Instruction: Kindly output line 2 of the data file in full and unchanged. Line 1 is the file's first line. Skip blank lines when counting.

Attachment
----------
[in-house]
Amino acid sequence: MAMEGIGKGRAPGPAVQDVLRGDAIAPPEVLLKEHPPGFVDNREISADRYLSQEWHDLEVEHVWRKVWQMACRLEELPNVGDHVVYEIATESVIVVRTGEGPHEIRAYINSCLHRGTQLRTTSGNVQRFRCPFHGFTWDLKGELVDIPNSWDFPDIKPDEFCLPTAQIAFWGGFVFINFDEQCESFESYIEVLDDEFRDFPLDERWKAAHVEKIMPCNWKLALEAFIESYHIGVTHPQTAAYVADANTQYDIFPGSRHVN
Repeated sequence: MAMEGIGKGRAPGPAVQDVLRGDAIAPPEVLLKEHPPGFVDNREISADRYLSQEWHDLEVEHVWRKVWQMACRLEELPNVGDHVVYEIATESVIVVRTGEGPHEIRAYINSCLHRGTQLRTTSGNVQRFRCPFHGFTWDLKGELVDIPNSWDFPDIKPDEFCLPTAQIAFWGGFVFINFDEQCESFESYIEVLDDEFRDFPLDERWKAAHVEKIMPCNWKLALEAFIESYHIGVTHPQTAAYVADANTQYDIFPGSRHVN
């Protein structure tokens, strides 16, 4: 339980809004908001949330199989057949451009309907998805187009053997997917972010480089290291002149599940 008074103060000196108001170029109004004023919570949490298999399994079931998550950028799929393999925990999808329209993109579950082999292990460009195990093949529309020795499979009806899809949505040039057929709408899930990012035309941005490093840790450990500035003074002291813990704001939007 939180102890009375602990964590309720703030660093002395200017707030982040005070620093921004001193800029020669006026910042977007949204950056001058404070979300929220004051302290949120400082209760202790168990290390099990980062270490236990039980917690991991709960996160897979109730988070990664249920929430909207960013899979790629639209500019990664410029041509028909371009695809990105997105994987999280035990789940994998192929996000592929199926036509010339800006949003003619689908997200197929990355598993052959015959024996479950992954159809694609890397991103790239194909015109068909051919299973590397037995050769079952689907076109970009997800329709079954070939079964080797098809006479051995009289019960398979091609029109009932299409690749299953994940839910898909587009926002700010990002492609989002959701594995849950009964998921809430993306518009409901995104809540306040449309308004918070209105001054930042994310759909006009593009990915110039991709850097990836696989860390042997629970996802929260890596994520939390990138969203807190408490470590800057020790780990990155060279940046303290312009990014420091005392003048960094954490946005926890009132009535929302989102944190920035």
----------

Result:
Amino acid sequence: MAMEGIGKGRAPGPAVQDVLRGDAIAPPEVLLKEHPPGFVDNREISADRYLSQEWHDLEVEHVWRKVWQMACRLEELPNVGDHVVYEIATESVIVVRTGEGPHEIRAYINSCLHRGTQLRTTSGNVQRFRCPFHGFTWDLKGELVDIPNSWDFPDIKPDEFCLPTAQIAFWGGFVFINFDEQCESFESYIEVLDDEFRDFPLDERWKAAHVEKIMPCNWKLALEAFIESYHIGVTHPQTAAYVADANTQYDIFPGSRHVN